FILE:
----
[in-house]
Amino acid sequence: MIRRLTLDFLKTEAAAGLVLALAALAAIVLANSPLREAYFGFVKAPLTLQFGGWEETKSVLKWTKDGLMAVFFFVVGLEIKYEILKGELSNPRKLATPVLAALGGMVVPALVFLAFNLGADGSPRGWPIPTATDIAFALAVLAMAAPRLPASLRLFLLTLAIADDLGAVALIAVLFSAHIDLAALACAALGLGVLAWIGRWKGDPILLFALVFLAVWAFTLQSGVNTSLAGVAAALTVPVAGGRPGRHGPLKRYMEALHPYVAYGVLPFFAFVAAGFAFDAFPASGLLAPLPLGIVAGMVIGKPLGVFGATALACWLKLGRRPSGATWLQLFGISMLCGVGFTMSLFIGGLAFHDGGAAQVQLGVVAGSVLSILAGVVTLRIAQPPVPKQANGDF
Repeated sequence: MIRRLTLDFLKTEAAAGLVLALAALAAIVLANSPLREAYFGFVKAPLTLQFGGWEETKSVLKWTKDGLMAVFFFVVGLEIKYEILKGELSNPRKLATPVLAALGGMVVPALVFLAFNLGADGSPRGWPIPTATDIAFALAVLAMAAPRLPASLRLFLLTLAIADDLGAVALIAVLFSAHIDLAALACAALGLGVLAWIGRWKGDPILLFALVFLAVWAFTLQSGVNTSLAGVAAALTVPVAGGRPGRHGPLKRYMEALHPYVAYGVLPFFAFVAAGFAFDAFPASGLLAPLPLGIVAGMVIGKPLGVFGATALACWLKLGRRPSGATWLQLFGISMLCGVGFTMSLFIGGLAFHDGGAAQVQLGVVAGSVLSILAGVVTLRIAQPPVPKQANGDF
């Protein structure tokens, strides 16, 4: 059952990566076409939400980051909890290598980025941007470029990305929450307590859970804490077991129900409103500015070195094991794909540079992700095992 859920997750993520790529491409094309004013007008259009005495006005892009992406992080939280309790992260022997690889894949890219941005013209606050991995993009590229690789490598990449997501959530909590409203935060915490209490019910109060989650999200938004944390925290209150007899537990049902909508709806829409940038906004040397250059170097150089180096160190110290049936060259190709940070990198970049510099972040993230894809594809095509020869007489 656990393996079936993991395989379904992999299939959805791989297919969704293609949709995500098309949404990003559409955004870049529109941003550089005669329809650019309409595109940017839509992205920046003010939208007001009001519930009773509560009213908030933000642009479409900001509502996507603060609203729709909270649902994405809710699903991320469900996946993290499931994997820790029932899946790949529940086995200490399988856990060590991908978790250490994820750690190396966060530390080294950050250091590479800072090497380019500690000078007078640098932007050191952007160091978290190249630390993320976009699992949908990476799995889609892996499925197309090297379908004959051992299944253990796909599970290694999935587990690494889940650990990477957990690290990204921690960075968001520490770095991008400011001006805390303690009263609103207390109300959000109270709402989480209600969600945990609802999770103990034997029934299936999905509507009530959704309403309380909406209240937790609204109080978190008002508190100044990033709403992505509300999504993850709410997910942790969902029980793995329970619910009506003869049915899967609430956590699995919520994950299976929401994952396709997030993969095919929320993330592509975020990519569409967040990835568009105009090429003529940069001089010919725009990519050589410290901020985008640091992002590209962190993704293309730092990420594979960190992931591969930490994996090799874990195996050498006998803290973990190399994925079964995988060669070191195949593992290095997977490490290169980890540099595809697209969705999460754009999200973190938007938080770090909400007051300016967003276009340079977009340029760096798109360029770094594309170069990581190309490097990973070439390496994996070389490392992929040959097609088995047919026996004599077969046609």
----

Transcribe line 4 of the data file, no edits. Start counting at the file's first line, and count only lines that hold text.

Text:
């Protein structure tokens, strides 16, 4: 059952990566076409939400980051909890290598980025941007470029990305929450307590859970804490077991129900409103500015070195094991794909540079992700095992 859920997750993520790529491409094309004013007008259009005495006005892009992406992080939280309790992260022997690889894949890219941005013209606050991995993009590229690789490598990449997501959530909590409203935060915490209490019910109060989650999200938004944390925290209150007899537990049902909508709806829409940038906004040397250059170097150089180096160190110290049936060259190709940070990198970049510099972040993230894809594809095509020869007489 656990393996079936993991395989379904992999299939959805791989297919969704293609949709995500098309949404990003559409955004870049529109941003550089005669329809650019309409595109940017839509992205920046003010939208007001009001519930009773509560009213908030933000642009479409900001509502996507603060609203729709909270649902994405809710699903991320469900996946993290499931994997820790029932899946790949529940086995200490399988856990060590991908978790250490994820750690190396966060530390080294950050250091590479800072090497380019500690000078007078640098932007050191952007160091978290190249630390993320976009699992949908990476799995889609892996499925197309090297379908004959051992299944253990796909599970290694999935587990690494889940650990990477957990690290990204921690960075968001520490770095991008400011001006805390303690009263609103207390109300959000109270709402989480209600969600945990609802999770103990034997029934299936999905509507009530959704309403309380909406209240937790609204109080978190008002508190100044990033709403992505509300999504993850709410997910942790969902029980793995329970619910009506003869049915899967609430956590699995919520994950299976929401994952396709997030993969095919929320993330592509975020990519569409967040990835568009105009090429003529940069001089010919725009990519050589410290901020985008640091992002590209962190993704293309730092990420594979960190992931591969930490994996090799874990195996050498006998803290973990190399994925079964995988060669070191195949593992290095997977490490290169980890540099595809697209969705999460754009999200973190938007938080770090909400007051300016967003276009340079977009340029760096798109360029770094594309170069990581190309490097990973070439390496994996070389490392992929040959097609088995047919026996004599077969046609």